Wherever Jessica went, people watched her. Like those two teenage boys leaning on the fence, Akubra hats pulled down to shade their eyes. One of them dangled a cigarette in careless fingers; the other swigged beer from a stubby. Neither was watching her now, but she hadn’t missed their gawking, nor their voices barely elevated over the noise of bellowing cattle, shouts and truck engines.
Wow! See that really tall one?
Bloody hell, yeah.
How’d you reckon she kisses a guy? On her knees?
They laughed and, when she came closer, faced the yard to watch the cattle as if they had said nothing.
Jessica walked past them to the gate, glaring at their straw-covered backs. Well, I bloody heard you. She was used to it, anyway.
It hadn’t been the worst thing people said about her. They hadn’t said the words ugly, or creepy, or freak, but she was used to hearing those words, too.
They went into a little hard spot inside her where she scrunched up the hurt and forgot it. She might look like a freak, but when she helped John Braithwaite and his mates from the Rivervale Stud Farm at a cattle show and Angus went into one of his fits, they still needed her to get him into the truck without spooking him. No one else could do that. No one knew how she did it, and no one should ever know. Because no one was crazy enough to get into a pen with a stroppy bull, right?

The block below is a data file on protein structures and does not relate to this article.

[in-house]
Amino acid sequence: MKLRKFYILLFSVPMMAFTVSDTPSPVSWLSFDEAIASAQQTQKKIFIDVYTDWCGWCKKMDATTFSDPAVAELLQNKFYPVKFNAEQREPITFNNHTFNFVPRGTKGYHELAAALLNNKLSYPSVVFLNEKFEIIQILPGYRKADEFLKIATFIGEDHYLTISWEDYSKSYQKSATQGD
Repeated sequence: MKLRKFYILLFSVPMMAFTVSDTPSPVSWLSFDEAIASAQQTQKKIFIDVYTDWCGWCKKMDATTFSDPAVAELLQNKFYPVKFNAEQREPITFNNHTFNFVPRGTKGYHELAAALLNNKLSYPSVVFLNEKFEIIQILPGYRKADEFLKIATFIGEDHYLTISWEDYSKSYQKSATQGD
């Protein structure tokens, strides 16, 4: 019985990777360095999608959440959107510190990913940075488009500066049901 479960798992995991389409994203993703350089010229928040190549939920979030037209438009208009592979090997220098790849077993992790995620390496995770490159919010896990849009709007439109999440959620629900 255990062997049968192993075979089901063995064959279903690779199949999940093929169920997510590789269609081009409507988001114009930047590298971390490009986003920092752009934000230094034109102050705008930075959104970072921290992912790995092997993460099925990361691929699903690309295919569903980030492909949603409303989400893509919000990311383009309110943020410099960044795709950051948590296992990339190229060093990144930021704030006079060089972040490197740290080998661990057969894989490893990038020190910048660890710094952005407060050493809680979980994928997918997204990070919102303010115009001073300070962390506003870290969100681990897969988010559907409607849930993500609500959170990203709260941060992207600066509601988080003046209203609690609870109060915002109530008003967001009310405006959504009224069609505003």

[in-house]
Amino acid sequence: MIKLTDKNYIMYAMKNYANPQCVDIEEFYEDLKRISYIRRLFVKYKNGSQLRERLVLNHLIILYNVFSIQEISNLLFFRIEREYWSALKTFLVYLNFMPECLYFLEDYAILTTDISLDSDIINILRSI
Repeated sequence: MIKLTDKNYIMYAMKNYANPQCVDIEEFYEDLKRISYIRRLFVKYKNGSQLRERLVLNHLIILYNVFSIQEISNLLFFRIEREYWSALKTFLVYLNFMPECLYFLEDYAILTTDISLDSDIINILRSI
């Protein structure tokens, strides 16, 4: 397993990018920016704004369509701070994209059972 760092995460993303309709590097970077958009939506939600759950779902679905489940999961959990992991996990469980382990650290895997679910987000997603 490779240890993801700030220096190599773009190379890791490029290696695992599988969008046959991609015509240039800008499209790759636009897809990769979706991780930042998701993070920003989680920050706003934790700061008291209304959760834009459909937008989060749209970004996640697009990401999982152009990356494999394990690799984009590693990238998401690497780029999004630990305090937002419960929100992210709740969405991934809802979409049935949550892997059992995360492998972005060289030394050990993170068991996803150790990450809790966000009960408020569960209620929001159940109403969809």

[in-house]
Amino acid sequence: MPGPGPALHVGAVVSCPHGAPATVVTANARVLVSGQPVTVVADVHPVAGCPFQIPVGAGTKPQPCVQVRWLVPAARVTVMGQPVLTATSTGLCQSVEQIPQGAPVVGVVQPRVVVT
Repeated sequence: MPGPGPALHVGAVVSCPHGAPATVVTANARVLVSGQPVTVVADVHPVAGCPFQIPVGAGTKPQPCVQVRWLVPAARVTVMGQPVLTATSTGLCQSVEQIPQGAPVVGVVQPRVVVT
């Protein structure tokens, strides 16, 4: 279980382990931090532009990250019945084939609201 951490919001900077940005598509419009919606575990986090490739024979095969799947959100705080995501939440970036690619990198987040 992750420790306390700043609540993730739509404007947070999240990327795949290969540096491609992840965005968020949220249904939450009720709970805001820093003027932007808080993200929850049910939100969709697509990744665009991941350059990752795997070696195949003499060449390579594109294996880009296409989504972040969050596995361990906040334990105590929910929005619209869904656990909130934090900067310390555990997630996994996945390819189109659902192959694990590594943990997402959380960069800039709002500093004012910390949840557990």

Well, we’ll see about that.
She grasped the top of the gate with both hands, stepped onto the middle bar and swung her foot over. Jumped. Landed in sun-baked mud churned with cloven hoof prints and cow pats.
At least when Angus looked at her he didn’t hide his dislike. He rolled a beady eye and blew a gust of hay-scented air from his nostrils. He stiffened, all fifteen hundred-odd kilograms of Brahman bull-flesh of him. Then lowered his head, horns poised.